Feel free to use your own file, although the output from your own file won't match the sample output in this book.

The next step is to write some code to open the spreadsheet. To do that, create a new file named open_workbook.py and add this code to it:

# open_workbook.py

from openpyxl import load_workbook

def open_workbook(path):
    workbook = load_workbook(filename=path)
    print(f'Worksheet names: {workbook.sheetnames}')
    sheet = workbook.active
    print(sheet)
    print(f'The title of the Worksheet is: {sheet.title}')

if __name__ == '__main__':
    open_workbook('books.xlsx')

In this example, you import load_workbook() from openpyxl and then create open_workbook() which takes in the path to your Excel spreadsheet. Next, you use load_workbook() to create an openpyxl.workbook.workbook.Workbook object. This object allows you to access the sheets and cells in your spreadsheet. And yes, it really does have the double workbook in its name. That's not a typo!

The rest of the open_workbook() function demonstrates how to print out all the currently defined sheets in your spreadsheet, get the currently active sheet and print out the title of that sheet.

When you run this code, you will see the following output:

Worksheet names: ['Sheet 1 - Books']
<Worksheet "Sheet 1 - Books">
The title of the Worksheet is: Sheet 1 - Books

Now that you know how to access the sheets in the spreadsheet, you are ready to move on to accessing cell data!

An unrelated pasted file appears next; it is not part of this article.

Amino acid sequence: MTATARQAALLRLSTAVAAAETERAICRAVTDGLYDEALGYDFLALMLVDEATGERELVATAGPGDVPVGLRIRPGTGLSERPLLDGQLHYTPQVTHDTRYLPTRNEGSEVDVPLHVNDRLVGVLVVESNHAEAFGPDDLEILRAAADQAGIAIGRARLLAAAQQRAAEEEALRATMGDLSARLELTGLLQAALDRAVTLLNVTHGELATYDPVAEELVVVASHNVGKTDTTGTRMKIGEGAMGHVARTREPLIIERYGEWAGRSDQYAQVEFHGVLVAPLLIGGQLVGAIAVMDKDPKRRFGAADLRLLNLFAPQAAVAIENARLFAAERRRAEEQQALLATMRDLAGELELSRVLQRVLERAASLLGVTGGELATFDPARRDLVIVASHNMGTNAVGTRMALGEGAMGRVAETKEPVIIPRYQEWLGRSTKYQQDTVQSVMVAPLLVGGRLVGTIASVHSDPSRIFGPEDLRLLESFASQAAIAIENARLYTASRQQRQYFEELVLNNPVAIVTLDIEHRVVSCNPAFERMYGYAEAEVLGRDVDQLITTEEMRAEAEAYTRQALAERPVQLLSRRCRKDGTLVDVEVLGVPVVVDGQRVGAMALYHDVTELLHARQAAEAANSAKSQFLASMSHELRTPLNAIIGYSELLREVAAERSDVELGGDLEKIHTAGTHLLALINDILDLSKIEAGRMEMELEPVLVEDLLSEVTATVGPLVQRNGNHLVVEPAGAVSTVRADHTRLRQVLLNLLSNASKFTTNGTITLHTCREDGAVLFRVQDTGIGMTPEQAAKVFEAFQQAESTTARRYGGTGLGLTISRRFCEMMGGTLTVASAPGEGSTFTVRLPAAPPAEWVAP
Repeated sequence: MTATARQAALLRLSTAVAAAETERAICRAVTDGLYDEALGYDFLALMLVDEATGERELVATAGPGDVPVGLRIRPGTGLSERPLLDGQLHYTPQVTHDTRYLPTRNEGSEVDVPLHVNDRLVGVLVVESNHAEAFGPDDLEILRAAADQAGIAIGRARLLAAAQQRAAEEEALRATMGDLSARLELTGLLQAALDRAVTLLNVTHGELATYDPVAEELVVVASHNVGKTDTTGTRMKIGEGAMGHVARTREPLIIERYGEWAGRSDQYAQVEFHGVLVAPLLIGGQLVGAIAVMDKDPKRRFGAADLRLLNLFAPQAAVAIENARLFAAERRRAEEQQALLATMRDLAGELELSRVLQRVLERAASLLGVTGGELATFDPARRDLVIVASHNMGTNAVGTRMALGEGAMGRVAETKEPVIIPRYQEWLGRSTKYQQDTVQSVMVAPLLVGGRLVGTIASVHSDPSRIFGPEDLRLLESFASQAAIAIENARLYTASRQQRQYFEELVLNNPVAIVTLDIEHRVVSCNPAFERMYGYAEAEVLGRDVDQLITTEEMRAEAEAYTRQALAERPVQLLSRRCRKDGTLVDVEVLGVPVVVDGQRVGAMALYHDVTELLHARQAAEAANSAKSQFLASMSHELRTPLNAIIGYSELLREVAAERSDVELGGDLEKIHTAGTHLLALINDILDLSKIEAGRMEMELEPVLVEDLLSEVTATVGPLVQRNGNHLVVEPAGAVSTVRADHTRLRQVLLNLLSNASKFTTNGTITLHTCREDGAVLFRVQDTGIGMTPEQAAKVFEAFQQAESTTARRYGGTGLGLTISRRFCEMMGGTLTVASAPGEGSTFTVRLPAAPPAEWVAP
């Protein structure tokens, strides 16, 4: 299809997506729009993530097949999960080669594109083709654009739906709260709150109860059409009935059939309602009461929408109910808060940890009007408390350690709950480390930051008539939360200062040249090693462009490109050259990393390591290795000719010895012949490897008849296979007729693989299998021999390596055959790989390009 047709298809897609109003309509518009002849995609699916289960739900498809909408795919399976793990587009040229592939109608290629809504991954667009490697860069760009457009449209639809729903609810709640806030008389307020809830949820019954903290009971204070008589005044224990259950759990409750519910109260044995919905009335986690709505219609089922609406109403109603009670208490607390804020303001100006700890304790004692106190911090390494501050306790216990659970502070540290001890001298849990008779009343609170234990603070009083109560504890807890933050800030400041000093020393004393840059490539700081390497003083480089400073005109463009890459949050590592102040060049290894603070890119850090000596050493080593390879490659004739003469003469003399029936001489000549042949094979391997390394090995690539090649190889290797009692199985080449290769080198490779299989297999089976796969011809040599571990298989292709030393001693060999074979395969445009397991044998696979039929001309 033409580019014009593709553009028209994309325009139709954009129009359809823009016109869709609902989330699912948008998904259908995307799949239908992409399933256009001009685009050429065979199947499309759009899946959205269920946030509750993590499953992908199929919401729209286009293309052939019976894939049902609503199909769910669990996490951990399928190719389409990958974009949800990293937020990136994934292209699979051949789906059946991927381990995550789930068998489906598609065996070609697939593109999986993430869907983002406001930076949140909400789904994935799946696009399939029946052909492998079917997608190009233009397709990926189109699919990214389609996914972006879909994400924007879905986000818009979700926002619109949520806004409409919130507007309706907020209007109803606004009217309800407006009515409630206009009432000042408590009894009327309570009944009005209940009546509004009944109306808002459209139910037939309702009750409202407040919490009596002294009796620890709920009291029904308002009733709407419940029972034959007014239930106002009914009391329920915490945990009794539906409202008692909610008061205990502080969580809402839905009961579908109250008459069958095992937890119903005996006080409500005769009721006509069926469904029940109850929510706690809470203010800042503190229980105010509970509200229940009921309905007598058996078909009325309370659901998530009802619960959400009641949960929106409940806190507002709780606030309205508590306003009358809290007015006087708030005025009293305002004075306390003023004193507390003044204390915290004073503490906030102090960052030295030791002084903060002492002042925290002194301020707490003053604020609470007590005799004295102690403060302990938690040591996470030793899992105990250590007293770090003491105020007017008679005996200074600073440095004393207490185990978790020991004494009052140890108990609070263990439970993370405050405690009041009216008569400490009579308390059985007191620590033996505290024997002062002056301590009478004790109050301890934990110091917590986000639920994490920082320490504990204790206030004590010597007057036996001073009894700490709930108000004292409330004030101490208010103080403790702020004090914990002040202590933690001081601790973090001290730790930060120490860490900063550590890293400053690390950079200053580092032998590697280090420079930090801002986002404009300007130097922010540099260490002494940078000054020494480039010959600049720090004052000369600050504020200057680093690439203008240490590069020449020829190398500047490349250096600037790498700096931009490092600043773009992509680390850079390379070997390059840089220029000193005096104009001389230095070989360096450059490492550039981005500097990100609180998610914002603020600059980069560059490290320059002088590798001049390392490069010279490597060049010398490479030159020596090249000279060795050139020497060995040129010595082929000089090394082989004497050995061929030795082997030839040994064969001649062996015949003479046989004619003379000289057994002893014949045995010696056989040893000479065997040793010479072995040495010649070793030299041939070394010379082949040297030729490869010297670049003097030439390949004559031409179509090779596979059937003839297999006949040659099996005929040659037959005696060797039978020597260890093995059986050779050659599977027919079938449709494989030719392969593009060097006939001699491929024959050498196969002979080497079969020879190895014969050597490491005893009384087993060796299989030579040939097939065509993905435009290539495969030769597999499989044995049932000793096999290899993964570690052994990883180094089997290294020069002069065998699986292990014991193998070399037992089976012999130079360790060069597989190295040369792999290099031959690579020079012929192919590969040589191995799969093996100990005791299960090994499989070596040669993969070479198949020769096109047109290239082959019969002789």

Reading Cell Data

When you are working with Microsoft Excel, the data is stored in cells. You need a way to access those cells from Python to be able to extract that data. OpenPyXL makes this process straight-forward.

Create a new file named workbook_cells.py and add this code to it:

# workbook_cells.py

from openpyxl import load_workbook

def get_cell_info(path):
    workbook = load_workbook(filename=path)
    sheet = workbook.active
    print(sheet)
    print(f'The title of the Worksheet is: {sheet.title}')
    print(f'The value of {sheet["A2"].value=}')
    print(f'The value of {sheet["A3"].value=}')
    cell = sheet['B3']
    print(f'{cell.value=}')

if __name__ == '__main__':
    get_cell_info('books.xlsx')

This code will load up the Excel file in an OpenPyXL workbook. You will grab the active sheet and then print out its title and a couple of different cell values. You can access a cell by using the sheet object followed by square brackets with the column name and row number inside of it. For example, sheet["A2"] will get you the cell at column "A", row 2. To get the value of that cell, you use the value attribute.

Note: This code is using a new feature that was added to f-strings in Python 3.8. If you run this with an earlier version, you will receive an error.

When you run this code, you will get this output: